Scientists and Morality
Tibor R. Machan
Natural scientists are pretty much committed to understanding the world without reference to morality since if what happens does so because of impersonal forces of nature, there would seem to be no room for consideration of right versus wrong, good versus bad, at least not so far as human beings could do anything about it. So, for example, human misbehavior or misconduct doesn’t depend on people but is due to ineluctable natural determinants. Even the misconduct of scientists, the few who fake evidence or plagiarize, simply happens the way a disease or earthquake does. All one can do is lament it, the way one laments a tsunami or tornado. No one is to blame. Nor, of course, are achievements anything but welcome but impersonal events. No one is to be praised for them, no one gains credit.
Yet, while many scientists are committed to expunging morality or ethics from human life—at most they admit that there are undesirable and desirable features of it—they also act as if morality or ethics did matter. As when some of them, say ecologists or climatologists, blame people for anthropogenic global warming or anything else that many believe is due to irresponsible human behavior. They chide millions for imprudent conduct; they denounce people who drive SUVs, fail to recycle, or ignore the scientists’ warnings about what is or isn’t environmentally proper. And, of course, medical scientists routinely blame patients for failing to heed warnings about overeating or smoking or lack of exercise. There is, also, the ubiquitous internal quarrelling among some scientists about who is right or wrong about various predictions and projections.
In short, even though many scientists are committed to viewing human conduct as no different from the behavior of the weather or the change of seasons—these just happen, never mind choice or decision—they also frequently engage in moral chiding, blaming which assumes we can make choices, for better or for worse. They talk of what would have happened had people only done this or not done that, just as if they believed that it is quite in people’s power to act differently from how they do actually act, or to have done so in the past.
Yet, this internal inconsistency among many scientists who are also quite moralistic about human behavior is not at all widely scrutinized. There is almost a kind of polite silence about it all. When scientists complain about how little attention people pay to their own warnings about one thing and another, few if any ever raise the issue of whether people had any choice about this—maybe they had to pay the little or no attention they did, maybe that is all a matter of the unfolding of impersonal evolutionary forces.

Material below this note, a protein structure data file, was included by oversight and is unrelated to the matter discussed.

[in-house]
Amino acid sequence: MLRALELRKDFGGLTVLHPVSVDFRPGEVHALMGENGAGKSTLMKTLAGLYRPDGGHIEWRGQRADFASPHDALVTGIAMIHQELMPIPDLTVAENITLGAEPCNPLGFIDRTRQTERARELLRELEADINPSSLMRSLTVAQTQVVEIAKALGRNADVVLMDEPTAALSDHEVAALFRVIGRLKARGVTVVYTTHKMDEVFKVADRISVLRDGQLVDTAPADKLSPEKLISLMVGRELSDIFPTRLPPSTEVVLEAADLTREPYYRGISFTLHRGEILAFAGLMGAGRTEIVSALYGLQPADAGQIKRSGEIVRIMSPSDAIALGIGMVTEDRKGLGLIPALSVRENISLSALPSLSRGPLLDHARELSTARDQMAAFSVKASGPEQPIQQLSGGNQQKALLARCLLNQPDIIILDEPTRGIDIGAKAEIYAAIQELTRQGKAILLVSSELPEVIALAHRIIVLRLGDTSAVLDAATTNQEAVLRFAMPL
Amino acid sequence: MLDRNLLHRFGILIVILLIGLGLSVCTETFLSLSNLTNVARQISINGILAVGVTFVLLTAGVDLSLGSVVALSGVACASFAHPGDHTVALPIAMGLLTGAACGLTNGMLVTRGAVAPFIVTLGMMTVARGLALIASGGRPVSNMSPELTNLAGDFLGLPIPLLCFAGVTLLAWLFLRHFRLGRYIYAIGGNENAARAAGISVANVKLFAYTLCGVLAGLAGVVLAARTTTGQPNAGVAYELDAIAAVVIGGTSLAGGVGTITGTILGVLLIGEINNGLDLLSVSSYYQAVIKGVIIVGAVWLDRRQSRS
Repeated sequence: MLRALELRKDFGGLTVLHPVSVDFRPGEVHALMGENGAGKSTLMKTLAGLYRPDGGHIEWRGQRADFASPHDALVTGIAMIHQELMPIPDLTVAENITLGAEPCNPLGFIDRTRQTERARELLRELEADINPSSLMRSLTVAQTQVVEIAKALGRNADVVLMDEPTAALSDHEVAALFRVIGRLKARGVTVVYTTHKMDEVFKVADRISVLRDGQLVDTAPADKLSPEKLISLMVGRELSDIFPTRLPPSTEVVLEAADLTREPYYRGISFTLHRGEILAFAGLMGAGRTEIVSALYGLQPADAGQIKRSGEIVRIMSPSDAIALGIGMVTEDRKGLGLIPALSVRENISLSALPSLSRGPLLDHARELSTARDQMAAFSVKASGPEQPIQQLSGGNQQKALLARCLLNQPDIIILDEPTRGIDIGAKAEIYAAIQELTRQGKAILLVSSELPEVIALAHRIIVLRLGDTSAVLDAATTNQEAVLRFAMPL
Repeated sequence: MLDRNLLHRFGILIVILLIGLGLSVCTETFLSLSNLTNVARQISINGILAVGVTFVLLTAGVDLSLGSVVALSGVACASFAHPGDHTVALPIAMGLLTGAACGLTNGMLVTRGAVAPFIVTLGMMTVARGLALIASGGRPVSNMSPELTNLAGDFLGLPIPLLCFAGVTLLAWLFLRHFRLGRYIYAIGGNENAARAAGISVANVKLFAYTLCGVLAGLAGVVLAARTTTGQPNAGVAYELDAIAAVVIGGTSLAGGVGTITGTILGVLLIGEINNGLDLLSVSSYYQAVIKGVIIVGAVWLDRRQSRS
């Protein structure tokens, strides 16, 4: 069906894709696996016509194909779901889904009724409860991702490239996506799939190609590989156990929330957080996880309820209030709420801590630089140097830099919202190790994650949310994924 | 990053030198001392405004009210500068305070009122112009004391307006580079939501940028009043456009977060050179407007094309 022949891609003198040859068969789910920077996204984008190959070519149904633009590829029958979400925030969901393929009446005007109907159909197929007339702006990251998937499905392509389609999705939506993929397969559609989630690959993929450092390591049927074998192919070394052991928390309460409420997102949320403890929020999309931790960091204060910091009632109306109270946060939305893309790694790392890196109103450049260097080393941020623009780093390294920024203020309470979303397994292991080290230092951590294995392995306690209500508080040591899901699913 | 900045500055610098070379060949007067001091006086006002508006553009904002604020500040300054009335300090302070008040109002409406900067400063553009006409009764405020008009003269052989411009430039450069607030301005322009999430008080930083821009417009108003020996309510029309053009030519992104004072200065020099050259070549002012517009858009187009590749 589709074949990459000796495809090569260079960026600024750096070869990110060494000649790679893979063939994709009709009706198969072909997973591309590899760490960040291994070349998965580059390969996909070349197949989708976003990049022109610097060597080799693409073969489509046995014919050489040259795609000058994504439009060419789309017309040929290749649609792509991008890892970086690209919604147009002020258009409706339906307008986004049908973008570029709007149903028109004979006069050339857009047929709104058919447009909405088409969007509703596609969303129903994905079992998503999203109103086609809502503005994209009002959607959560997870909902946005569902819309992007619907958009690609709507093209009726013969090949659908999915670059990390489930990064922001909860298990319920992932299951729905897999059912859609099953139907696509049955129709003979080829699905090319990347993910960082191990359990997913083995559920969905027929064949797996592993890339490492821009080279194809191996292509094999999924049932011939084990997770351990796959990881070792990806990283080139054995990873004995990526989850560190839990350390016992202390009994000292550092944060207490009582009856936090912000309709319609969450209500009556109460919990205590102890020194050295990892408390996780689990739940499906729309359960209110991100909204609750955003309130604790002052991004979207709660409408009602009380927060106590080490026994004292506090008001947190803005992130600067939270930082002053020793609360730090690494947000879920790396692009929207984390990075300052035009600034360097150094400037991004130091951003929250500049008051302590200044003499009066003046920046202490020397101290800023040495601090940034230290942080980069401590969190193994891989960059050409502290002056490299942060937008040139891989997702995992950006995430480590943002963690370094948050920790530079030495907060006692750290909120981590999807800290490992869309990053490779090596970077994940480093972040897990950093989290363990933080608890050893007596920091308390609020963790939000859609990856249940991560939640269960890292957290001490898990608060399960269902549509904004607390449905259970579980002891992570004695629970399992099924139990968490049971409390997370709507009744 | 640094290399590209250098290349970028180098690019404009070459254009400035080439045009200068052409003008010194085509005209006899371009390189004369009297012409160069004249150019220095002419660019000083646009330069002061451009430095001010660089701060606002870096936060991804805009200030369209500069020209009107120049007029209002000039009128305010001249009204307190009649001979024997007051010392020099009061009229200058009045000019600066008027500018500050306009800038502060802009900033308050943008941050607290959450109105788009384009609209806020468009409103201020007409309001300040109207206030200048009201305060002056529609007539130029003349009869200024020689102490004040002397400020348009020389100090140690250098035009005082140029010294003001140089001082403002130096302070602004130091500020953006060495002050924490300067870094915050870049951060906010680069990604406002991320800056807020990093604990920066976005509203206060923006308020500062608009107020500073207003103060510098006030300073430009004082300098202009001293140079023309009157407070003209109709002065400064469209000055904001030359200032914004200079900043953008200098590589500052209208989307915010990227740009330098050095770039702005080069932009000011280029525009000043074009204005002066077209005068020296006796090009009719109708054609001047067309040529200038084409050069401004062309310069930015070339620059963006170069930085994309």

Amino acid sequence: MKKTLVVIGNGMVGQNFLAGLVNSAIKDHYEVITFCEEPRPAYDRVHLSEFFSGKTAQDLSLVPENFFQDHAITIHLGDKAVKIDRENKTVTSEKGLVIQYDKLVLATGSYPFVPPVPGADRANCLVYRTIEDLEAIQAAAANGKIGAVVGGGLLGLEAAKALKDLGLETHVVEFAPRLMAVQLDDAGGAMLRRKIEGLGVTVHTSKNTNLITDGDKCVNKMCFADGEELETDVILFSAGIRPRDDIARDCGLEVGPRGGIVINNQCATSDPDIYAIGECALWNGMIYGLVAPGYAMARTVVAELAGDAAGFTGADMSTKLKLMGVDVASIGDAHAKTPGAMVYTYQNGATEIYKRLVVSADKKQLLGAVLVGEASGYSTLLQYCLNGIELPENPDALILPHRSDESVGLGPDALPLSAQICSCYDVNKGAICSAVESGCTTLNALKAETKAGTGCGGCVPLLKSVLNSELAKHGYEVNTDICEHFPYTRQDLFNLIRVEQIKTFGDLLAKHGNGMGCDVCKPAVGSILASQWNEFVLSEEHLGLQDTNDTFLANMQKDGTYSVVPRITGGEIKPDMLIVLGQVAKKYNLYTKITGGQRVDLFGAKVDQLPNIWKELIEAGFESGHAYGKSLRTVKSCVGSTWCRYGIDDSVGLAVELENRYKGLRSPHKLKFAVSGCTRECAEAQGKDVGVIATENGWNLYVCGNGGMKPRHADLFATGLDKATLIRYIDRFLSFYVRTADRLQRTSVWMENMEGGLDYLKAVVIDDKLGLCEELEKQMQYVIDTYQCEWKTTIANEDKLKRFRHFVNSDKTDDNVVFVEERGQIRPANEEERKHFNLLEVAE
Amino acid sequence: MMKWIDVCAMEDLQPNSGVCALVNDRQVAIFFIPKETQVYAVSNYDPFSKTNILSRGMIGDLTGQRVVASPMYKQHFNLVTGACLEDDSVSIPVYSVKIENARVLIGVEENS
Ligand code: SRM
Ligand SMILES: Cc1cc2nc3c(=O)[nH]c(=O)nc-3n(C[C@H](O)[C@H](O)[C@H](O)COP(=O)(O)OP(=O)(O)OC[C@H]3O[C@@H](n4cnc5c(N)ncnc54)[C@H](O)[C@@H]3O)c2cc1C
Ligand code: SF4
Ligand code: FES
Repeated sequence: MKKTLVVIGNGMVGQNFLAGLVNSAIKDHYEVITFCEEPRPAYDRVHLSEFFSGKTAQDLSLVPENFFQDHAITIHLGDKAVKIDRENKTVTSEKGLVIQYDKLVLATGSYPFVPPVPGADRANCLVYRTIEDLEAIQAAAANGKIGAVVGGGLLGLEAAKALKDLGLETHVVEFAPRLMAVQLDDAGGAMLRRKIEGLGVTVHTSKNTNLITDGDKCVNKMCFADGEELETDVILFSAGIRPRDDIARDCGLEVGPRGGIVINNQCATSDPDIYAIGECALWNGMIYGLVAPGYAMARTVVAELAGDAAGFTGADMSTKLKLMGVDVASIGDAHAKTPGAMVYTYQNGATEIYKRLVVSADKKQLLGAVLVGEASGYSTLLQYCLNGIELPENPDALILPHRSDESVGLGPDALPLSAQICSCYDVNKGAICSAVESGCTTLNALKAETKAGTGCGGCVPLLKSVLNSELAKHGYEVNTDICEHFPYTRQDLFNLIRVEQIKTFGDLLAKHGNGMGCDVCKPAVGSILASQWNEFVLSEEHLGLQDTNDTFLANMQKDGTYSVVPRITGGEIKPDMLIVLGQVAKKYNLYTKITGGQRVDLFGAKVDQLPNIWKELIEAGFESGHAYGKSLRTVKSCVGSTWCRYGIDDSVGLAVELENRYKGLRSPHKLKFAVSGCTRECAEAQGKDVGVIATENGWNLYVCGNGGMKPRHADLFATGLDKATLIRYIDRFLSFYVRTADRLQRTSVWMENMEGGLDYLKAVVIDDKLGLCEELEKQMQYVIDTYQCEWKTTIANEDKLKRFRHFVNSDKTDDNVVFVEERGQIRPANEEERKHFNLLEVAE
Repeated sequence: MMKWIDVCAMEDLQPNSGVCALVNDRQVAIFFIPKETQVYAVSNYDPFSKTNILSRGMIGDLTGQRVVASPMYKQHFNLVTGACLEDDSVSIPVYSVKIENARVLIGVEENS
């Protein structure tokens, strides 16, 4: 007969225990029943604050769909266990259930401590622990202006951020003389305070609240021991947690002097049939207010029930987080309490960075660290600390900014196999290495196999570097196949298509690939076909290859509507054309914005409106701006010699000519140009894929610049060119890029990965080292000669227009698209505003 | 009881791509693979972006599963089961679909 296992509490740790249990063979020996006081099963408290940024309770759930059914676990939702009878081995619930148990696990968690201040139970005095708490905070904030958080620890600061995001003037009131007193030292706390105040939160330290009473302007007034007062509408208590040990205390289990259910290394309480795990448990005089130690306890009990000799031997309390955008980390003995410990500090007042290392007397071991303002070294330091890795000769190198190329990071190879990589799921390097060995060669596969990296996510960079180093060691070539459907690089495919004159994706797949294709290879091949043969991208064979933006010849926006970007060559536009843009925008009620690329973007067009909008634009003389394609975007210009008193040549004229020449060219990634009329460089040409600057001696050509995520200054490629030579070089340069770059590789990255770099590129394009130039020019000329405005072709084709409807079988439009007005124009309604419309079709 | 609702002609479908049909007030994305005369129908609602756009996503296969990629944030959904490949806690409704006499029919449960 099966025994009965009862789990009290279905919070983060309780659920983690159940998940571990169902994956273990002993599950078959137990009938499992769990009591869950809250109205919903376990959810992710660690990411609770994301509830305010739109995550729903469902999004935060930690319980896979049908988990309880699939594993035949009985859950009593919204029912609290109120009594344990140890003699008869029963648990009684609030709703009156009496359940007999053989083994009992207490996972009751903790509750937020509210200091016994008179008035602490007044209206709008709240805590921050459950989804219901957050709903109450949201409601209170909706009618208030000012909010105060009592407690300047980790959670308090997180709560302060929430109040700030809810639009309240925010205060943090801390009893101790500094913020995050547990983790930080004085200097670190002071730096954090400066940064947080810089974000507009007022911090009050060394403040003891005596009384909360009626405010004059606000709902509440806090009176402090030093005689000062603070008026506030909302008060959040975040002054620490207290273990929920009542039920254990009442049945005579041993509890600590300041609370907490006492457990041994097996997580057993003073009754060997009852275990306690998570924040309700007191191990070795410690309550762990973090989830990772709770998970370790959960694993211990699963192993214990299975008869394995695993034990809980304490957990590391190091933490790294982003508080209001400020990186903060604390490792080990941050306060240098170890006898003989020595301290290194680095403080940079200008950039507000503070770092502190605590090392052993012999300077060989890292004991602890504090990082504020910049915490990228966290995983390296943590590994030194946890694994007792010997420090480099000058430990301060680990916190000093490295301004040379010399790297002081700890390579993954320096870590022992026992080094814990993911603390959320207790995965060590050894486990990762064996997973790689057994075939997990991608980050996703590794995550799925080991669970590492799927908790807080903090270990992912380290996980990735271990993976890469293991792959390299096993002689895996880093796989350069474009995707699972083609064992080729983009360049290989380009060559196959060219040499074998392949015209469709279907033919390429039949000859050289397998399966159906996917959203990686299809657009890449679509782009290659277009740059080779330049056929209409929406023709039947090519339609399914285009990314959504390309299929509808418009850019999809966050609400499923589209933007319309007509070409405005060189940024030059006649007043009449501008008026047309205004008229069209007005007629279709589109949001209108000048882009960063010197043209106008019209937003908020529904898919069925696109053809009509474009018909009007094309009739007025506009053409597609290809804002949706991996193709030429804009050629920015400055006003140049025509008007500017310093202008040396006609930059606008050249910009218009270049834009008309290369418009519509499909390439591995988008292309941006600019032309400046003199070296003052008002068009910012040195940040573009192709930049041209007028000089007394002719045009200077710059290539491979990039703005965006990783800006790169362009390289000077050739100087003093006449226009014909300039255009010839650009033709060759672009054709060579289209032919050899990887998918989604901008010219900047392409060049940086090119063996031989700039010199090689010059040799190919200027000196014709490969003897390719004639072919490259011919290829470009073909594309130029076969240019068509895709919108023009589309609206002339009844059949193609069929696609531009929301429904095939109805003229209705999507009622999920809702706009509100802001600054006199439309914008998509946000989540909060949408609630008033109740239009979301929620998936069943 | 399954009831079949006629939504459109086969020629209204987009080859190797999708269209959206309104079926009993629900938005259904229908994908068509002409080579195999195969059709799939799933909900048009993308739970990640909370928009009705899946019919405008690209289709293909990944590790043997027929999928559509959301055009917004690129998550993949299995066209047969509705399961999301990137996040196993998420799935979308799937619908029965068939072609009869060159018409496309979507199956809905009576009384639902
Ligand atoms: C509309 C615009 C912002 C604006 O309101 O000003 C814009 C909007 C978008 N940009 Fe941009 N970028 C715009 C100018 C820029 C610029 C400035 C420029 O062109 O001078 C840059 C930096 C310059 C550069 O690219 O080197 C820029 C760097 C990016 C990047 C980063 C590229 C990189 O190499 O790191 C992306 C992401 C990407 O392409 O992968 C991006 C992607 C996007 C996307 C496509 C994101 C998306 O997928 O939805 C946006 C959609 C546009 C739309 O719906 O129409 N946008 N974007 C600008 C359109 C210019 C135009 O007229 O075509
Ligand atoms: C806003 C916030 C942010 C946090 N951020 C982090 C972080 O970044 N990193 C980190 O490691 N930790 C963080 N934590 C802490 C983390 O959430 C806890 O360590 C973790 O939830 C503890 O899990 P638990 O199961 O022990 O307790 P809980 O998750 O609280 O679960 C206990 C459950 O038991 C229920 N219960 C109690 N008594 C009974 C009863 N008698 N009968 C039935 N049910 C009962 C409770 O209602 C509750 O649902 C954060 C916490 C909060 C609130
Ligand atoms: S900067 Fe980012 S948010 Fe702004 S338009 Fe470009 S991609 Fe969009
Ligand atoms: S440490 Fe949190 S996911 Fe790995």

When a great many scientists, writing, say, for publications such as Science or Science News, chide government for not supporting science with enough funds—something that many of them do routinely vis-à-vis the administration of George W. Bush and in anticipation of a new administration—they forget all about their assumption of que sera, sera, “what will be will be” and no choice exists about these matters, free will being a pre-scientific illusions according to them—few take up this paradox in their own stance. If, indeed, there is no choice about any of this, then does it make any sense to complain that certain politicians aren’t choosing to do enough about global warming and other environmental issues? After all, they are powerless to do anything other than what they do, are they not? But if so, what’s all the fuss about, why complain, why chide?
It seems to be intellectually confused, if not outright dishonest, for thousands of scientists to avoid this issue. They maintain that they are the most reliable source of information about how we ought to be going about many of our concerns in life, yet they are also committed to the notion that whatever we do must happen and nothing can be altered as a matter of our decision, our choice.
Perhaps the answer is that scientists, contrary to the conceit of many of them, are not the only ones who can have something useful to contribute to the understanding of human affairs. Perhaps they need to consider that some of what is true about people isn’t informed only by their relentlessly deterministic outlook. After all, they themselves aren’t able to explain what they do from that perspective alone.
They should perhaps heed the words of one of their colleagues, the British psychologist Bannister, who pointed out that a theorist “cannot present a picture of man which patently contradicts his behavior in presenting that picture.” (Borger & Cioffi/Bannister, eds., Explanation in the Behavioural Sciences [Cambridge UP, 1970], p. 417.)